Have a nice weekend :-)
Wanted to comment here too.....I'm a fairly new follower...but I have to tell you I love it that you are so honest in your writing. To me....the Buddhists have said it best "Pain in inevitable......suffering is optional." Feel and identify the feeling....truly FEEL IT, however necessary.....then find a way to let it go....be in the present moment....where ALL IS WELL.ReplyDelete
Hugs gentle lady,
Awww, we all have our demons to battle Galen. You sound like such an amazing mother; I think your son is blessed to be given to such a divine woman like yourself. I pray God will continue to heal you of those hurts; those demons will come less and less for teas as the years goes by:) XoxoReplyDelete
Ron--Welcome and thanks for following. I know what you mean about that broken record. And yes, there is help from our sacred source.ReplyDelete
Jo--Glad you are following, too! I love that Buddhist saying about pain and suffering. So true!
Toyin--I am not that amazing, as a mother or in any other way. Really. But I am indeed blessed. Thank you for your comment.
Once again Galen Pearl... Your Blog is a rare "pearl", indeed. Could you add a"Share" button? I know a few folks who would be very moved and may relate well to your kind and incisive look at your son's autism. God Bless You. :DReplyDelete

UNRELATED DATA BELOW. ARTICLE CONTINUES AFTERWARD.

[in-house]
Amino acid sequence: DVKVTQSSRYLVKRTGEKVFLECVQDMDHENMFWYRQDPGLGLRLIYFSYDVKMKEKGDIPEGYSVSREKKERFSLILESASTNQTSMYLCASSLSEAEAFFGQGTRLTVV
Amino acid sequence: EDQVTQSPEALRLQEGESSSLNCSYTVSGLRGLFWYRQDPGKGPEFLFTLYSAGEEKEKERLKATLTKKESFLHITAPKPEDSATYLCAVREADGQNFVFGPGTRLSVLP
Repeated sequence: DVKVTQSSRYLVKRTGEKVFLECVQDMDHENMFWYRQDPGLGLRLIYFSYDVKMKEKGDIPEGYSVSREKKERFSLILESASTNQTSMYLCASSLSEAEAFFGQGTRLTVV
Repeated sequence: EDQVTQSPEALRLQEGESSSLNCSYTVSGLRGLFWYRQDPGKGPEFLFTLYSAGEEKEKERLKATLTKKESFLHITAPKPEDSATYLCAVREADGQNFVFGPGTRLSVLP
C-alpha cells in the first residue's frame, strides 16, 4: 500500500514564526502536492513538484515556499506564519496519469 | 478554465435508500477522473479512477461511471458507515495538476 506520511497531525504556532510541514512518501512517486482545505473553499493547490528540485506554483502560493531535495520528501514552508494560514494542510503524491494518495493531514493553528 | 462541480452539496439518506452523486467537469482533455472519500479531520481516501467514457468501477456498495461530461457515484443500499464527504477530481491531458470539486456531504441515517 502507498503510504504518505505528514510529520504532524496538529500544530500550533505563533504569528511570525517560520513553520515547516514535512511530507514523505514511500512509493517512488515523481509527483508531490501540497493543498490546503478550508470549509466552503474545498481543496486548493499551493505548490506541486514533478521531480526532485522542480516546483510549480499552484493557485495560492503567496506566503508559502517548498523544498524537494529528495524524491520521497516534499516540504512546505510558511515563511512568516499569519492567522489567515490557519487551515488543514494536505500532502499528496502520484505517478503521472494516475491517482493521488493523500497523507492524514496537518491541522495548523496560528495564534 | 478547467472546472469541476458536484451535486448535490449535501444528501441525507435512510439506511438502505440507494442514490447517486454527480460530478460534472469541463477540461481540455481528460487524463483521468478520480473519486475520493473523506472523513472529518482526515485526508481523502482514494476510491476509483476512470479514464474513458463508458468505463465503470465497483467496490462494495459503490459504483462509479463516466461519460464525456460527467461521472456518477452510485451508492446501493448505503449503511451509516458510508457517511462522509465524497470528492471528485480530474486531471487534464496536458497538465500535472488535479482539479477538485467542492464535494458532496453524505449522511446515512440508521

Lisa--Glad you stopped by. I have no idea what a share button is, but I'll find out! In the meantime, feel free to send the blog link to anyone you know who might be interested. Thanks!ReplyDelete
This is gorgeous. I've been contemplating demons of late too! So many of us spend so much time try to hide the demons, when what we need to do is acknowledge them just like you and your son learned about his feelings. Thank you for your wisdom once again.
A lovely post Galen. I can only imagine the pain you felt coping with the autism diagnosis. Thank you for sharing.ReplyDelete
Thanks for sharing this. Don't be so hard on yourself. We all did the best we could at the time and when we knew better we did better.ReplyDelete
Sandra--My mother told me when I was young that it seemed sometimes that I was being chased by demons. She had no idea! Thanks for you comment.ReplyDelete
PAMO--What is interesting is that I didn't feel the pain at the time. I wouldn't allow myself. I might have fared much better if I had. Thanks for commenting.
Tess--Thanks. I do have to say to myslef sometimes that I did the best I could. Hope that's still true!
Hey sweet friend! I also had noticed that we both have used a picture of a dragonfly on our profile, we probably do have some similarities.;) Thanks for sharing this beautiful post.ReplyDelete